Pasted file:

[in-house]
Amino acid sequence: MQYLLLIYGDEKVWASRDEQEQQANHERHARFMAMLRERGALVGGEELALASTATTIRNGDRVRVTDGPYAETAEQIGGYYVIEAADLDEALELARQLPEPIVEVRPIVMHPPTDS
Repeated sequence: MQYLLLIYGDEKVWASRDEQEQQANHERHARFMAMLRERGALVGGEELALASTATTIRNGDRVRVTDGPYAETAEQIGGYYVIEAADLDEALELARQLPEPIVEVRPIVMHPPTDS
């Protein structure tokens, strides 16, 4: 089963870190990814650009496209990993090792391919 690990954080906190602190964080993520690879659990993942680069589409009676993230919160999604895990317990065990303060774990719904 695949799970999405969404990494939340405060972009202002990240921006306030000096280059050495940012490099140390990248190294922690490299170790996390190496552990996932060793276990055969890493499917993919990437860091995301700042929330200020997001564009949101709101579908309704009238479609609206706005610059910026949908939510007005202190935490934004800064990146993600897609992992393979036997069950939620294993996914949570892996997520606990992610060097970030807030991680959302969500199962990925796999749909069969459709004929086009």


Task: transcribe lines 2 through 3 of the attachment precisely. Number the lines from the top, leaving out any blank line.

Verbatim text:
Amino acid sequence: MQYLLLIYGDEKVWASRDEQEQQANHERHARFMAMLRERGALVGGEELALASTATTIRNGDRVRVTDGPYAETAEQIGGYYVIEAADLDEALELARQLPEPIVEVRPIVMHPPTDS
Repeated sequence: MQYLLLIYGDEKVWASRDEQEQQANHERHARFMAMLRERGALVGGEELALASTATTIRNGDRVRVTDGPYAETAEQIGGYYVIEAADLDEALELARQLPEPIVEVRPIVMHPPTDS